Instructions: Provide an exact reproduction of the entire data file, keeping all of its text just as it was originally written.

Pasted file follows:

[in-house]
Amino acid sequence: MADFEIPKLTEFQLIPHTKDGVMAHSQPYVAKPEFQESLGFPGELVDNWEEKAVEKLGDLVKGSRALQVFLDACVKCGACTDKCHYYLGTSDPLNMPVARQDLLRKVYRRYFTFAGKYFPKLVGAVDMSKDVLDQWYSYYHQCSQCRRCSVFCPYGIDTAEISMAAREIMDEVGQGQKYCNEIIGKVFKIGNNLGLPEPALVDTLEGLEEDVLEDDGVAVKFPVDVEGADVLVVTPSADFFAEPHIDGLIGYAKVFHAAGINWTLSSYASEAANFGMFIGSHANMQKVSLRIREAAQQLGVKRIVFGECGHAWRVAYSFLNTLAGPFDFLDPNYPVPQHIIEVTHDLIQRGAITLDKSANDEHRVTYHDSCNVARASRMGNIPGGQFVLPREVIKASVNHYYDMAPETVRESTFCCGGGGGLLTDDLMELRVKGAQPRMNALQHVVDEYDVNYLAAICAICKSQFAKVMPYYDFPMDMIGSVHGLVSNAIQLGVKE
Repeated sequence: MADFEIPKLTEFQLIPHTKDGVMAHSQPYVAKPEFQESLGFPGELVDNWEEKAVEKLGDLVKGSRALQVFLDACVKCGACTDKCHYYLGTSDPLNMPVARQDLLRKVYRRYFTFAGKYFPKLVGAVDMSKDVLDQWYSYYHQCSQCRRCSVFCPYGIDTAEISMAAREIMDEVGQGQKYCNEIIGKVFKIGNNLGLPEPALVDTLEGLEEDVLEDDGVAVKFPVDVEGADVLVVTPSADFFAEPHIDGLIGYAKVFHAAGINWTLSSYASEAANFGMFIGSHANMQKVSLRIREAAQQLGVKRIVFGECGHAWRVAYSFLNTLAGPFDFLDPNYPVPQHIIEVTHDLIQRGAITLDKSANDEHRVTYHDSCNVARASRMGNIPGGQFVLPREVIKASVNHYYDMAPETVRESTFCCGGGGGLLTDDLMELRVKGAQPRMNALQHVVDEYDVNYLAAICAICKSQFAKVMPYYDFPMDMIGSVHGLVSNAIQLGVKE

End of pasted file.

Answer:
[in-house]
Amino acid sequence: MADFEIPKLTEFQLIPHTKDGVMAHSQPYVAKPEFQESLGFPGELVDNWEEKAVEKLGDLVKGSRALQVFLDACVKCGACTDKCHYYLGTSDPLNMPVARQDLLRKVYRRYFTFAGKYFPKLVGAVDMSKDVLDQWYSYYHQCSQCRRCSVFCPYGIDTAEISMAAREIMDEVGQGQKYCNEIIGKVFKIGNNLGLPEPALVDTLEGLEEDVLEDDGVAVKFPVDVEGADVLVVTPSADFFAEPHIDGLIGYAKVFHAAGINWTLSSYASEAANFGMFIGSHANMQKVSLRIREAAQQLGVKRIVFGECGHAWRVAYSFLNTLAGPFDFLDPNYPVPQHIIEVTHDLIQRGAITLDKSANDEHRVTYHDSCNVARASRMGNIPGGQFVLPREVIKASVNHYYDMAPETVRESTFCCGGGGGLLTDDLMELRVKGAQPRMNALQHVVDEYDVNYLAAICAICKSQFAKVMPYYDFPMDMIGSVHGLVSNAIQLGVKE
Repeated sequence: MADFEIPKLTEFQLIPHTKDGVMAHSQPYVAKPEFQESLGFPGELVDNWEEKAVEKLGDLVKGSRALQVFLDACVKCGACTDKCHYYLGTSDPLNMPVARQDLLRKVYRRYFTFAGKYFPKLVGAVDMSKDVLDQWYSYYHQCSQCRRCSVFCPYGIDTAEISMAAREIMDEVGQGQKYCNEIIGKVFKIGNNLGLPEPALVDTLEGLEEDVLEDDGVAVKFPVDVEGADVLVVTPSADFFAEPHIDGLIGYAKVFHAAGINWTLSSYASEAANFGMFIGSHANMQKVSLRIREAAQQLGVKRIVFGECGHAWRVAYSFLNTLAGPFDFLDPNYPVPQHIIEVTHDLIQRGAITLDKSANDEHRVTYHDSCNVARASRMGNIPGGQFVLPREVIKASVNHYYDMAPETVRESTFCCGGGGGLLTDDLMELRVKGAQPRMNALQHVVDEYDVNYLAAICAICKSQFAKVMPYYDFPMDMIGSVHGLVSNAIQLGVKE